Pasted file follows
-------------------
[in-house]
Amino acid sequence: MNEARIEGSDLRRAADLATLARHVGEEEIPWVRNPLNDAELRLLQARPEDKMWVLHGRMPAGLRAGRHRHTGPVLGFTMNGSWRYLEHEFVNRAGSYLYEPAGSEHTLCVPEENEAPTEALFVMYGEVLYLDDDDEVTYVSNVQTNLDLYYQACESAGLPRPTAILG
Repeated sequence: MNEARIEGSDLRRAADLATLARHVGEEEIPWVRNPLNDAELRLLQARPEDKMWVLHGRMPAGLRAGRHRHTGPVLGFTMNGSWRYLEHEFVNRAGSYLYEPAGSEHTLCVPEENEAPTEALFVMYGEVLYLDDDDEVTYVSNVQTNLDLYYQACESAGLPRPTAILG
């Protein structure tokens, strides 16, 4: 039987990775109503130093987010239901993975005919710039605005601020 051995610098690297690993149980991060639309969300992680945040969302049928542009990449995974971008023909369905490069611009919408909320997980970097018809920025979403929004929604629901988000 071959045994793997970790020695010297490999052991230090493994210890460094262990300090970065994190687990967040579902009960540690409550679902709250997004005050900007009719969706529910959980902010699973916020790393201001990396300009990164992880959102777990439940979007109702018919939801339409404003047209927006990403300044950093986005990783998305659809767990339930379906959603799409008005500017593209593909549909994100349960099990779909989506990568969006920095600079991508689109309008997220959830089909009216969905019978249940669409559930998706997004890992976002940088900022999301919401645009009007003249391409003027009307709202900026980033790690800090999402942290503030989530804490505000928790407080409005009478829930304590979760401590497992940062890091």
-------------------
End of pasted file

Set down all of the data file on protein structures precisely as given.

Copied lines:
[in-house]
Amino acid sequence: MNEARIEGSDLRRAADLATLARHVGEEEIPWVRNPLNDAELRLLQARPEDKMWVLHGRMPAGLRAGRHRHTGPVLGFTMNGSWRYLEHEFVNRAGSYLYEPAGSEHTLCVPEENEAPTEALFVMYGEVLYLDDDDEVTYVSNVQTNLDLYYQACESAGLPRPTAILG
Repeated sequence: MNEARIEGSDLRRAADLATLARHVGEEEIPWVRNPLNDAELRLLQARPEDKMWVLHGRMPAGLRAGRHRHTGPVLGFTMNGSWRYLEHEFVNRAGSYLYEPAGSEHTLCVPEENEAPTEALFVMYGEVLYLDDDDEVTYVSNVQTNLDLYYQACESAGLPRPTAILG
């Protein structure tokens, strides 16, 4: 039987990775109503130093987010239901993975005919710039605005601020 051995610098690297690993149980991060639309969300992680945040969302049928542009990449995974971008023909369905490069611009919408909320997980970097018809920025979403929004929604629901988000 071959045994793997970790020695010297490999052991230090493994210890460094262990300090970065994190687990967040579902009960540690409550679902709250997004005050900007009719969706529910959980902010699973916020790393201001990396300009990164992880959102777990439940979007109702018919939801339409404003047209927006990403300044950093986005990783998305659809767990339930379906959603799409008005500017593209593909549909994100349960099990779909989506990568969006920095600079991508689109309008997220959830089909009216969905019978249940669409559930998706997004890992976002940088900022999301919401645009009007003249391409003027009307709202900026980033790690800090999402942290503030989530804490505000928790407080409005009478829930304590979760401590497992940062890091």